NEW YORK (Reuters) - “Hadestown,” a folk opera about a young couple’s dark trek to the underworld, topped Broadway’s Tony awards on Sunday winning eight honors, including the top prize best musical.
Based on the Orpheus and Eurydice myth, Anais Mitchell’s musical also won Tonys for best director, score, supporting actor Andre De Shields, orchestration, and sound, scenic and lighting design.
Director Rachel Chavkin noted she was the only woman currently directing a Broadway musical and called for the theater world to step up. “It is a failure of imagination,” she told the audience.
“The Ferryman,” British playwright Jez Butterworth’s wrenching examination of a family during the sectarian violence in Northern Ireland in the 1980s, won best play and best director for Sam Mendes.
Bryan Cranston won his second Tony as the unhinged television anchor man in “Network,” a stage adaptation of the 1976 movie.
Cranston dedicated his Tony award to real journalists. In a veiled reference to repeated attacks on the press by U.S. President Donald Trump, Cranston said the media “is not the enemy of the people. Demagoguery is the enemy of the people.”
Elaine May, 87, was named best actress in a play for her moving performance as a mentally declining woman in “The Waverly Gallery.” May, a director, writer and actress is also known for her comic partnership dating to the 1950s with late film director Mike Nichols.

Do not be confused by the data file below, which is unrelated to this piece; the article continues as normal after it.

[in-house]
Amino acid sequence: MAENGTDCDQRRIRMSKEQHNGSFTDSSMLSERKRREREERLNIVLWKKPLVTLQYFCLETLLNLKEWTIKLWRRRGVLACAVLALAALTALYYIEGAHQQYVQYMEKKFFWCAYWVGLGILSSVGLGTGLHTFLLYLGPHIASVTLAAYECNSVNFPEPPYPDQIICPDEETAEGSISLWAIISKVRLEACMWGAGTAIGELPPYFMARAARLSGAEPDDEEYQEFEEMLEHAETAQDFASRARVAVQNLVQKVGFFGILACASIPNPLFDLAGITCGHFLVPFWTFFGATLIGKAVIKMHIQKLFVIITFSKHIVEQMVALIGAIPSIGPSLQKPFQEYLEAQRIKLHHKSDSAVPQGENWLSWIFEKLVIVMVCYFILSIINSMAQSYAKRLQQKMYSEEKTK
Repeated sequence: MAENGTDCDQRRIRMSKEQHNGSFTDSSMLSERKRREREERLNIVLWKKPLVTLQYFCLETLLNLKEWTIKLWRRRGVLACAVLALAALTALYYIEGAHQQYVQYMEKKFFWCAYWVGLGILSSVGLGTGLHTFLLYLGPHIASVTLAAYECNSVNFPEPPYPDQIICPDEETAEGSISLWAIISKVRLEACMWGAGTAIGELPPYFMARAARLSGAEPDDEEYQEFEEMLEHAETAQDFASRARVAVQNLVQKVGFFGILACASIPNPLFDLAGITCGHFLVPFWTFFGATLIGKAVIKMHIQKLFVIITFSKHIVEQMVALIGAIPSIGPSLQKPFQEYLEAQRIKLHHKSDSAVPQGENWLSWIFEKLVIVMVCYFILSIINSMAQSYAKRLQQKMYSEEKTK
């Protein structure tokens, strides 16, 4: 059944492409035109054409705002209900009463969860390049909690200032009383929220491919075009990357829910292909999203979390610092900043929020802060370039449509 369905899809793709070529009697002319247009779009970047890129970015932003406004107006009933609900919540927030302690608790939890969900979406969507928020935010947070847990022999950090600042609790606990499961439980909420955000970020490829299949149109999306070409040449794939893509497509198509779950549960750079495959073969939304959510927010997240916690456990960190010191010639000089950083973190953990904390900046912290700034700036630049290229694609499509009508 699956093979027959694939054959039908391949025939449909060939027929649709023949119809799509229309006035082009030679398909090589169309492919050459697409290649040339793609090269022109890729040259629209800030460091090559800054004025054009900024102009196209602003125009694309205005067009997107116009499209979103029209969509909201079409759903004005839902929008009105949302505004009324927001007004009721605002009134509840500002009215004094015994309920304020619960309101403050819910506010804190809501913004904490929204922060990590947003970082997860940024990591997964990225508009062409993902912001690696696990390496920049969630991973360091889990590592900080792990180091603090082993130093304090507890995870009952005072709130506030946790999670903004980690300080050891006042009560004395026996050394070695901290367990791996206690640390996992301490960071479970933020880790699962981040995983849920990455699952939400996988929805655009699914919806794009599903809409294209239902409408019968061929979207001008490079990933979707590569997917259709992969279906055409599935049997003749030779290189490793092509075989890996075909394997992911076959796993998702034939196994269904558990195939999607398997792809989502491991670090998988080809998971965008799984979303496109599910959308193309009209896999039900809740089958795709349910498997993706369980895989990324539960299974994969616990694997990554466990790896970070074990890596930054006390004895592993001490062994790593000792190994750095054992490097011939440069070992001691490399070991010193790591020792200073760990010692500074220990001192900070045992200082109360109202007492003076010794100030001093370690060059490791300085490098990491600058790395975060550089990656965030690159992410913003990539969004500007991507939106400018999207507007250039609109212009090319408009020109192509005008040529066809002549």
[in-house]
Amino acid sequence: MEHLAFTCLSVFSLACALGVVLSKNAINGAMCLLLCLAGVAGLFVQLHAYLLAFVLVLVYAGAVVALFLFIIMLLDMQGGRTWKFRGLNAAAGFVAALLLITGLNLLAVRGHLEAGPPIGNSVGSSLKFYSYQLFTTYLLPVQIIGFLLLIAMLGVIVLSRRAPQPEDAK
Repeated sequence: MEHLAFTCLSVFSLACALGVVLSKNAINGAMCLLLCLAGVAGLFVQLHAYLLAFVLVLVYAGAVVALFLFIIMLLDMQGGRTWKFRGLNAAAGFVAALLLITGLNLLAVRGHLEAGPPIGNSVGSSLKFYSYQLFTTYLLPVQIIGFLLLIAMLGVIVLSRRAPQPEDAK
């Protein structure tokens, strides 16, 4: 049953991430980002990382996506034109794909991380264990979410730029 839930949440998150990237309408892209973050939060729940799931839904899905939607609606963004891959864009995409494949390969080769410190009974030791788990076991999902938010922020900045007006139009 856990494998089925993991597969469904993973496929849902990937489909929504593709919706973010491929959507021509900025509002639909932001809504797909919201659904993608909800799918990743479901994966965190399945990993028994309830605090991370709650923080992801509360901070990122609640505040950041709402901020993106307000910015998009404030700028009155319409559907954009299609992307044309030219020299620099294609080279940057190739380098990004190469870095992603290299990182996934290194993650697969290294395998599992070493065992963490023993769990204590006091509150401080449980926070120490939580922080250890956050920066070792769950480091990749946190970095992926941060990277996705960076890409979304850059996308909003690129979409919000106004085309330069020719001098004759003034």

The best actor in a musical Tony went to Santino Fontana for “Tootsie,” the hit show based on the 1982 movie, while Stephanie J. Block took home the lead actress award playing music legend Cher in “The Cher Show.”
Block thanked “the goddess Cher, and her legacy.”
“The Boys in the Band,” a comic drama about a group of gay men at a birthday party first produced in the late 1960s, won best play revival.
The supporting musical actress Tony went to Ali Stroker for a reinvented staging of the classic musical, “Oklahoma!,” which won best revival of a musical.
Stroker, as the “girl who can’t say no” Ado Annie, became the first actor performing in a wheelchair to win a Tony.
Supporting actress in a play went to Celia Keenan-Bolger, 41, as the child Scout in “To Kill a Mockingbird,” while English actor Bertie Carvel won his first Tony as media mogul Rupert Murdoch making his foray into newspaper publishing in “Ink.”
Veteran stage actress Rosemary Harris and playwright Terrence McNally were presented with special Tony awards for lifetime achievement in theater.
Reporting by Chris Michaud; Editing by Jill Serjeant and Michael Perry